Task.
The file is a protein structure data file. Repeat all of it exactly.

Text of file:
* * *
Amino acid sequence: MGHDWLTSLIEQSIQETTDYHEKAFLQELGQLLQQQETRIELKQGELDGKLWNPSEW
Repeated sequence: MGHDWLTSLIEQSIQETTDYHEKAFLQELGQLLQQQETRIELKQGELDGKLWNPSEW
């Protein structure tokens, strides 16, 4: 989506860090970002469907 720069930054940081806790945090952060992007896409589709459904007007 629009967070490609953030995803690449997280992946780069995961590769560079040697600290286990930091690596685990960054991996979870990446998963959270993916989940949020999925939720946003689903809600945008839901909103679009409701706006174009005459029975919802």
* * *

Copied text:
Amino acid sequence: MGHDWLTSLIEQSIQETTDYHEKAFLQELGQLLQQQETRIELKQGELDGKLWNPSEW
Repeated sequence: MGHDWLTSLIEQSIQETTDYHEKAFLQELGQLLQQQETRIELKQGELDGKLWNPSEW
């Protein structure tokens, strides 16, 4: 989506860090970002469907 720069930054940081806790945090952060992007896409589709459904007007 629009967070490609953030995803690449997280992946780069995961590769560079040697600290286990930091690596685990960054991996979870990446998963959270993916989940949020999925939720946003689903809600945008839901909103679009409701706006174009005459029975919802």